Mind is unobtainable.
What is there to seek?

If the Buddha-Nature is seen,
there will be no seeing of a nature in any thing.

Neither cultivation nor seated meditation —
this is the pure Chan of Tathagata.

With sudden enlightenment to Tathagata Chan,
the six paramitas and myriad means
are complete within that essence.



Matylda
Posts: 554
Joined: Mon May 14, 2012 3:32 pm

Re: Right Effort - How Is It Understood in Zen?

Postby Matylda » Fri Jun 01, 2012 4:51 pm


Matylda
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Re: Right Effort - How Is It Understood in Zen?

Postby Matylda » Fri Jun 01, 2012 4:53 pm


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greentreee
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Re: Right Effort - How Is It Understood in Zen?

Postby greentreee » Fri Jun 01, 2012 5:14 pm

scratching thick hair'd head,
"if air can be conditioned,
like where's the shampoo?"

"greentreee"

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Re: Right Effort - How Is It Understood in Zen?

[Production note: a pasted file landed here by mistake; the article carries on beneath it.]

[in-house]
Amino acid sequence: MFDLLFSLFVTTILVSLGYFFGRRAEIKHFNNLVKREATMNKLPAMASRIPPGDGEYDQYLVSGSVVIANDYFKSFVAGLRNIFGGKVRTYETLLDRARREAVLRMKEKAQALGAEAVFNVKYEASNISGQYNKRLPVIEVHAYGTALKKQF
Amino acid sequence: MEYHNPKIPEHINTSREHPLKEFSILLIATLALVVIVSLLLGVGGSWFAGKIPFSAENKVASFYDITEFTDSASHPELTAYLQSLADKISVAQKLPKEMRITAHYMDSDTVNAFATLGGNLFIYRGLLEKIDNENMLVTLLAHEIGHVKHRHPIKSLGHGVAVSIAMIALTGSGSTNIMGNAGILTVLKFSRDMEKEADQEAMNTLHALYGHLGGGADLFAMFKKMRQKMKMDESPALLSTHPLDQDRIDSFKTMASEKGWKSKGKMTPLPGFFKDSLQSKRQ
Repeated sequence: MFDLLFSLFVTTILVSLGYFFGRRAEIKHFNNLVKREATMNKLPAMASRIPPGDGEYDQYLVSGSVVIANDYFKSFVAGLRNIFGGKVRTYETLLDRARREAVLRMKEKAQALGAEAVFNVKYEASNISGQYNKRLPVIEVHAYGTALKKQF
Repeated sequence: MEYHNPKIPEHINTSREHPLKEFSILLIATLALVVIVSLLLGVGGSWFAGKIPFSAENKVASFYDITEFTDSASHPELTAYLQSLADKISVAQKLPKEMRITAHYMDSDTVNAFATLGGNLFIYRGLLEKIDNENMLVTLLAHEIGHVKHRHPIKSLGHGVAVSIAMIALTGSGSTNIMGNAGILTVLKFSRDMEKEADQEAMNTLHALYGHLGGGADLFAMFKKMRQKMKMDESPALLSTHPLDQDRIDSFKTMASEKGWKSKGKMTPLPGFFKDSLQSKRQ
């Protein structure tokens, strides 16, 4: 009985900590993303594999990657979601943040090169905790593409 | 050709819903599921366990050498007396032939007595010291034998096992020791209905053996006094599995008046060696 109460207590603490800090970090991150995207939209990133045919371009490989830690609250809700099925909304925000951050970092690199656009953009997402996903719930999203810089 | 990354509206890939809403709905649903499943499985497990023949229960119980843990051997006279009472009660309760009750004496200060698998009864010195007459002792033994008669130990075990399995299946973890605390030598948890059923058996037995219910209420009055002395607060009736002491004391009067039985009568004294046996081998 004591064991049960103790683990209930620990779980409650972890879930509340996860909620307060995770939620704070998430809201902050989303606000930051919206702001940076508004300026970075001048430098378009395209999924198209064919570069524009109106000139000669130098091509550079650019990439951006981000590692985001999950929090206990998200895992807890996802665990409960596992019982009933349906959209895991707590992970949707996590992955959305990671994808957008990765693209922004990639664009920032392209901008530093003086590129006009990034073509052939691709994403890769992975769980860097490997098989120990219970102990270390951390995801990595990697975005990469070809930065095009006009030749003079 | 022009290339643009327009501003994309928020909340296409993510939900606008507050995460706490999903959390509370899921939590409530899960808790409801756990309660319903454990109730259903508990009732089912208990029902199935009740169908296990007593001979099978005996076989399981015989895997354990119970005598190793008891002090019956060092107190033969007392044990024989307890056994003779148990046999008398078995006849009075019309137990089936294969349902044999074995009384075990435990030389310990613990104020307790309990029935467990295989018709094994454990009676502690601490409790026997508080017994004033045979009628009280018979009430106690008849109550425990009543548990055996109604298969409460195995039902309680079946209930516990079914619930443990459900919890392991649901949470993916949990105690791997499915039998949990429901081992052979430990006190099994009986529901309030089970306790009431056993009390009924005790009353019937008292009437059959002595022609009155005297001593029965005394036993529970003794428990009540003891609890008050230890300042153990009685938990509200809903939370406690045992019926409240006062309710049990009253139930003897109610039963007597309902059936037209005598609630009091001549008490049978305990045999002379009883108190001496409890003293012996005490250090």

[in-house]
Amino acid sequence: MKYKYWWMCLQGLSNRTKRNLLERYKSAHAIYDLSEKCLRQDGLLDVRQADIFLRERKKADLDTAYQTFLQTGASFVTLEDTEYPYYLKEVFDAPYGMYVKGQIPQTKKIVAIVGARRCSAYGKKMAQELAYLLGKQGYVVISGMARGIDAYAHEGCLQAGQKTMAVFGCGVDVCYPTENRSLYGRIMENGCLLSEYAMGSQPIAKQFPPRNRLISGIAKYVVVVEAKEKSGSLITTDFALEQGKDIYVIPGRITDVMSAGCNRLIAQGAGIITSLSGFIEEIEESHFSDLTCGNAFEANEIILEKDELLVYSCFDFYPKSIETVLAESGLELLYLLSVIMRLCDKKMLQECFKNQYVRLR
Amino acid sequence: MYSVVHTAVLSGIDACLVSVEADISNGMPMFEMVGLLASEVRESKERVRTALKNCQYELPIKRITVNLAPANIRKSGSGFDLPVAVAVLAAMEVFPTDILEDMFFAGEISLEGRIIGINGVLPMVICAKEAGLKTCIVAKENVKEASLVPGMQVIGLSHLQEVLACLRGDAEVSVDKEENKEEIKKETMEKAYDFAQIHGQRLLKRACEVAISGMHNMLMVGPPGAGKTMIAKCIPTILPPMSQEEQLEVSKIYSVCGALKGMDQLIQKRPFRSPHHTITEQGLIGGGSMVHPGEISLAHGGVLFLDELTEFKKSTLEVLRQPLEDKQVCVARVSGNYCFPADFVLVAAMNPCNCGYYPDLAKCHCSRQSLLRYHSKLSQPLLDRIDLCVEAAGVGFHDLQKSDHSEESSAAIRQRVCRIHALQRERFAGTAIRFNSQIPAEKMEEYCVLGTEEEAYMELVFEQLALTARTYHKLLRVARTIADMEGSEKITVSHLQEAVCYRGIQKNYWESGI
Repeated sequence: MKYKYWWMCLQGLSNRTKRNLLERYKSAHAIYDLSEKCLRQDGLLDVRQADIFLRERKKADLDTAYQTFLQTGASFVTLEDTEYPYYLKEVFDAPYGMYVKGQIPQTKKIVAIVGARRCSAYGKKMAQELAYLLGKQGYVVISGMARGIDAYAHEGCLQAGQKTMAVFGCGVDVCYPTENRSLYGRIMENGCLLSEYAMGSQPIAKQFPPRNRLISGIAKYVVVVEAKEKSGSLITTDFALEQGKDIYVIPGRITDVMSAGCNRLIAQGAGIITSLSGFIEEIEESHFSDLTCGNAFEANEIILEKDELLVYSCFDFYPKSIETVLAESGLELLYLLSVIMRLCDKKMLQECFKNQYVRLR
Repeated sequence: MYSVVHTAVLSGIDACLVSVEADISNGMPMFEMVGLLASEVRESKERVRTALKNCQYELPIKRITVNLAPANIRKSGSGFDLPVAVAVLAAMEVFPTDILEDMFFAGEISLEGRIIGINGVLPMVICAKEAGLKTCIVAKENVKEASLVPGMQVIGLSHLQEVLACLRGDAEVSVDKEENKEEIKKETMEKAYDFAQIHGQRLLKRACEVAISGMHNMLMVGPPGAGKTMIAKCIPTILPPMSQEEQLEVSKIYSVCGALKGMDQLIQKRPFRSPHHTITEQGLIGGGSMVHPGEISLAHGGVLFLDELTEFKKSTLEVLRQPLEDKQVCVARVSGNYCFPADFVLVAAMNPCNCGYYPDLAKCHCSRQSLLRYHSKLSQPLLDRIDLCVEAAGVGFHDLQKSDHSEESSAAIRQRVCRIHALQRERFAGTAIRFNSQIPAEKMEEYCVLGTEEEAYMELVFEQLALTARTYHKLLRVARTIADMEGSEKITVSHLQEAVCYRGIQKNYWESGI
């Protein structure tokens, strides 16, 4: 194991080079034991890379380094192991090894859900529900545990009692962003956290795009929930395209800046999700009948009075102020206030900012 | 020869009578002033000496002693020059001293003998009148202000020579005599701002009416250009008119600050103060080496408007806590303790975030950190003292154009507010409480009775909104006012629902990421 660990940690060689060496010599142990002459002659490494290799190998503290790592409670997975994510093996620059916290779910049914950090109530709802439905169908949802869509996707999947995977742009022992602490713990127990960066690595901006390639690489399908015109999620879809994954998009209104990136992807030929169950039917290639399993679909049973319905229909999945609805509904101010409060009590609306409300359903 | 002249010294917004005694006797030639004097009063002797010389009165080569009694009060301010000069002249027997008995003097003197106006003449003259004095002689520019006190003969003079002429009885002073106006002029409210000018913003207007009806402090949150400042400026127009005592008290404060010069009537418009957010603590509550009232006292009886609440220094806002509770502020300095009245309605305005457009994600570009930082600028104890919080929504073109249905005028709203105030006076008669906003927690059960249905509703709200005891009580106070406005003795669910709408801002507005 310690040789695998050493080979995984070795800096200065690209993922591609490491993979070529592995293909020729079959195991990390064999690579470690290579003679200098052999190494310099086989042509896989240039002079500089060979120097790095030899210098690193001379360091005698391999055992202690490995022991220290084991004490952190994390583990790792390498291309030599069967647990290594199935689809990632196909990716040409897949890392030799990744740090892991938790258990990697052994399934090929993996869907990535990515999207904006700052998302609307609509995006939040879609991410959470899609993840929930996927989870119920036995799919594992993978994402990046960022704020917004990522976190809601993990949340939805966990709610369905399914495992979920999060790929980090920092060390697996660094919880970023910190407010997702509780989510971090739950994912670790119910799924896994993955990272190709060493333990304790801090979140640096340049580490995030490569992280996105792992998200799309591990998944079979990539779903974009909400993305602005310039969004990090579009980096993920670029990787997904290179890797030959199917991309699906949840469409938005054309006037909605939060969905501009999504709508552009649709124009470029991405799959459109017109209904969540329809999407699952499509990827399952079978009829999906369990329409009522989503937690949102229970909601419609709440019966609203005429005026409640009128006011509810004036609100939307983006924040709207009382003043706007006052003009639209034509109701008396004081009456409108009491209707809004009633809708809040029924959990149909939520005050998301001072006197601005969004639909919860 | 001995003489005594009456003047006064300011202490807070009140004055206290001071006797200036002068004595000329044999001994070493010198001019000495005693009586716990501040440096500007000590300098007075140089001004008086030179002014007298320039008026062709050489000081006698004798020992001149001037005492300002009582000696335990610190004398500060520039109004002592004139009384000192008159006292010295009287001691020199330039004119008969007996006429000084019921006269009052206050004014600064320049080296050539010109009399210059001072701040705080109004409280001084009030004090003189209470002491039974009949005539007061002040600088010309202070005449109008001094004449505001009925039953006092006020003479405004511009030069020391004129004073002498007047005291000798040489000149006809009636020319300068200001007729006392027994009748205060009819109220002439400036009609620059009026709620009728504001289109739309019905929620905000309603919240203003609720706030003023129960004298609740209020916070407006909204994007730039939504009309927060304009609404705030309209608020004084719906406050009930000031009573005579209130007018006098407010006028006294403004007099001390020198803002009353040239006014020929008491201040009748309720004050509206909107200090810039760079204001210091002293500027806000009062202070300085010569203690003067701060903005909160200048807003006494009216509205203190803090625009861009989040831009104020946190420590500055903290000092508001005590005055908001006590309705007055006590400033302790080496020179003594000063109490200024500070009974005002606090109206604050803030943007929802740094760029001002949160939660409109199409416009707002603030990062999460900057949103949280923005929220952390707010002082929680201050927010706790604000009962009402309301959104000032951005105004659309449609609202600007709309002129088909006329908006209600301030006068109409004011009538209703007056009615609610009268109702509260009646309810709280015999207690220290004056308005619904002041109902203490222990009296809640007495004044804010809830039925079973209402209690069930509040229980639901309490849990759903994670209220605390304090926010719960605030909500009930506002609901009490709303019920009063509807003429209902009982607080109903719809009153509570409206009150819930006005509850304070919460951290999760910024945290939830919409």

Postby plwk » Fri Jun 01, 2012 5:25 pm


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Re: Right Effort - How Is It Understood in Zen?

Postby Matylda » Fri Jun 01, 2012 10:52 pm


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Re: Right Effort - How Is It Understood in Zen?

Postby seeker242 » Fri Jun 01, 2012 11:32 pm

One should not kill any living being, nor cause it to be killed, nor should one incite any other to kill. Do never injure any being, whether strong or weak, in this entire universe!

Khalil Bodhi
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Re: Right Effort - How Is It Understood in Zen?

Postby Khalil Bodhi » Sat Jun 02, 2012 1:10 am